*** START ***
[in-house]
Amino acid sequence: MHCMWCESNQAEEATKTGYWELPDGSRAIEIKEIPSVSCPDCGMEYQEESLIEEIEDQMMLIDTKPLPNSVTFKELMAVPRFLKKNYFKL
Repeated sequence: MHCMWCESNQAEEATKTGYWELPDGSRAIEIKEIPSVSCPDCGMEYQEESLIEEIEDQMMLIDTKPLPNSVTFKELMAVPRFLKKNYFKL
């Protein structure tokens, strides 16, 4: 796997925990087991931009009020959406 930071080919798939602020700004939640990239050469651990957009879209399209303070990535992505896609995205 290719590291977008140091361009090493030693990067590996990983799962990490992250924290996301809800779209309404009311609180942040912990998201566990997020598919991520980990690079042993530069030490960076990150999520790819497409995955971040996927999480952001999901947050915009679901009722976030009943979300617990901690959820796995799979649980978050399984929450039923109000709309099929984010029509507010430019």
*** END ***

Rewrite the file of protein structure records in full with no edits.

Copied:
[in-house]
Amino acid sequence: MHCMWCESNQAEEATKTGYWELPDGSRAIEIKEIPSVSCPDCGMEYQEESLIEEIEDQMMLIDTKPLPNSVTFKELMAVPRFLKKNYFKL
Repeated sequence: MHCMWCESNQAEEATKTGYWELPDGSRAIEIKEIPSVSCPDCGMEYQEESLIEEIEDQMMLIDTKPLPNSVTFKELMAVPRFLKKNYFKL
């Protein structure tokens, strides 16, 4: 796997925990087991931009009020959406 930071080919798939602020700004939640990239050469651990957009879209399209303070990535992505896609995205 290719590291977008140091361009090493030693990067590996990983799962990490992250924290996301809800779209309404009311609180942040912990998201566990997020598919991520980990690079042993530069030490960076990150999520790819497409995955971040996927999480952001999901947050915009679901009722976030009943979300617990901690959820796995799979649980978050399984929450039923109000709309099929984010029509507010430019």